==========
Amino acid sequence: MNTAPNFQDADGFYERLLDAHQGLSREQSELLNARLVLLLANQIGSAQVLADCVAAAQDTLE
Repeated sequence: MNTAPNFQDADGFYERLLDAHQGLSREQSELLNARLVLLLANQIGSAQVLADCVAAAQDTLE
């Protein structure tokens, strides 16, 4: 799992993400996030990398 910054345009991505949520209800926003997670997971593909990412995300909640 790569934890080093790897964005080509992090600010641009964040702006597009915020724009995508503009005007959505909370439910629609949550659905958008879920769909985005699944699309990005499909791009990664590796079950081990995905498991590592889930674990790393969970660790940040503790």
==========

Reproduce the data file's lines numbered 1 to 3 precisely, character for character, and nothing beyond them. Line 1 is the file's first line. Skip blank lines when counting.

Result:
Amino acid sequence: MNTAPNFQDADGFYERLLDAHQGLSREQSELLNARLVLLLANQIGSAQVLADCVAAAQDTLE
Repeated sequence: MNTAPNFQDADGFYERLLDAHQGLSREQSELLNARLVLLLANQIGSAQVLADCVAAAQDTLE
């Protein structure tokens, strides 16, 4: 799992993400996030990398 910054345009991505949520209800926003997670997971593909990412995300909640 790569934890080093790897964005080509992090600010641009964040702006597009915020724009995508503009005007959505909370439910629609949550659905958008879920769909985005699944699309990005499909791009990664590796079950081990995905498991590592889930674990790393969970660790940040503790």